The foreign ministry on Friday supported refugee Titina Loizidou in her claims that the Council of Europe committee decision to essentially drop her case on Thursday was politically driven.
Speaking to CyBC radio, Loizidou said that the committee had had the time since 2005 to achieve the implementation of the decision to restore her property in the north – but that the mechanisms available proved unable to implement the ECHR’s ruling.
Loizidou, who in 1996 won her case against Turkey at the ECHR concerning the restitution and peaceful enjoyment of her property in Kyrenia, on the northern coast of Cyprus, was further told she must head to the Immovable Property Commission (IPC) in the north.
Director of the foreign ministry Kornelios Korneliou on Friday explained that two nations sympathetic to Cyprus – Italy and Spain – decided that the time had come to end the supervision process, altering the balance.
His comments build on the government’s expressed dissatisfaction with the decision on Thursday with the same-day decision by a Council of Europe committee to end the supervision process in the implementation of a prior ECHR ruling regarding Loizidou’s application against Turkey.
The foreign ministry also said it was disappointed at “the negative role” and involvement of the Secretariat of the Council of Europe in ending the supervision.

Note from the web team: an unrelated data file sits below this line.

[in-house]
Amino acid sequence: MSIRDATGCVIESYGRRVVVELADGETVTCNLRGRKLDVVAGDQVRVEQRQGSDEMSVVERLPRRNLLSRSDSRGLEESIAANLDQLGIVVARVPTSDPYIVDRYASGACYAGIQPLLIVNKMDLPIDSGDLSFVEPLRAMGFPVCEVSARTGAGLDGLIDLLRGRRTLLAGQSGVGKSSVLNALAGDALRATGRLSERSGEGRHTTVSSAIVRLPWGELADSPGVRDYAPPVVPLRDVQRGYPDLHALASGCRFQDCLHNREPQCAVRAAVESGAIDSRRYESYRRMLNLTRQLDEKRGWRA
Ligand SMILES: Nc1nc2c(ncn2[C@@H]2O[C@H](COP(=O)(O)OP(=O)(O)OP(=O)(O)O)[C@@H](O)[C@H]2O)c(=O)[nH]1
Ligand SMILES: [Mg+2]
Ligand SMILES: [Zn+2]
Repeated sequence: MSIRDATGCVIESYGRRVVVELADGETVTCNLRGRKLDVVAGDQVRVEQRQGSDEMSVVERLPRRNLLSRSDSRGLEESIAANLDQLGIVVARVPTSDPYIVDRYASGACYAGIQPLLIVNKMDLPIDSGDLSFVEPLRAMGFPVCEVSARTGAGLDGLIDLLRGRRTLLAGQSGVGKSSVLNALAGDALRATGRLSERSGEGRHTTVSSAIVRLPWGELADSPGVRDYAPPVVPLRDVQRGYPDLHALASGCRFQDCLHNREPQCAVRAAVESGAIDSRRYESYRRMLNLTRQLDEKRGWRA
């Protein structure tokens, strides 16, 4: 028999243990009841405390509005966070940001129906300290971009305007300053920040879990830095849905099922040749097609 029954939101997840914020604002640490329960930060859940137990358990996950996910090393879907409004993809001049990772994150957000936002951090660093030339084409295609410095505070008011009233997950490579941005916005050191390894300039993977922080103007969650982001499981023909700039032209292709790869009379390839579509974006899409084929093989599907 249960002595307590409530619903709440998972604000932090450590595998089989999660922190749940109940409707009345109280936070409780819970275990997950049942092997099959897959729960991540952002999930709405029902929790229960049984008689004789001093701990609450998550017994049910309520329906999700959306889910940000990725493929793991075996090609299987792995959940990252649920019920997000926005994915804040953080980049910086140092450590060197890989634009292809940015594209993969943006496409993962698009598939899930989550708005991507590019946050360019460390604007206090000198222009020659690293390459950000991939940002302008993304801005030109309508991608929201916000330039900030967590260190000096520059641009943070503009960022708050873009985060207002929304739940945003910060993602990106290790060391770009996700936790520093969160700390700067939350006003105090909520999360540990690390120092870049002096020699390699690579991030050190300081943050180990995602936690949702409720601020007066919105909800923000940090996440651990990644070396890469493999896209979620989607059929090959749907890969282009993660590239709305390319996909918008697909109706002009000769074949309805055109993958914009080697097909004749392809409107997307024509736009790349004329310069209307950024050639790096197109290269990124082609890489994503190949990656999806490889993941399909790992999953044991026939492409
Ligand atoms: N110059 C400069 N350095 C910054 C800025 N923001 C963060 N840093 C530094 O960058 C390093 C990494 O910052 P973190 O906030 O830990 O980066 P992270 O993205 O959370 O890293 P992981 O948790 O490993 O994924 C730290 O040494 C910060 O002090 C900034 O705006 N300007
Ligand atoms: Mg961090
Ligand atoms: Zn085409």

“It is noted that Turkey, despite paying some compensation to Ms Loizidou, continues to not comply with its obligation to restore all or part of Ms Loizidou’s property,” it said.
Therefore, it added, “the decision to end the supervision of the implementation of the decision by the Council of Europe is legally unsound and politically problematic.
“At the same time, it sends the wrong messages to Turkey, which the ECHR decision held solely responsible for depriving Ms Loizidou of her property, as a result of the invasion and continued occupation of the northern part of Cyprus.”
The ministry went on to stress that the decision of the Committee of Deputy Ministers does not in any case imply the lifting and/or termination of Turkey’s obligations to restore Loizidou’s property.
Previously, Turkey had asked the European Council committee to close the supervision of the case, following the damages paid to Loizidou. Regarding the restitution of the property, Ankara cited the immovable property commission as a remedy.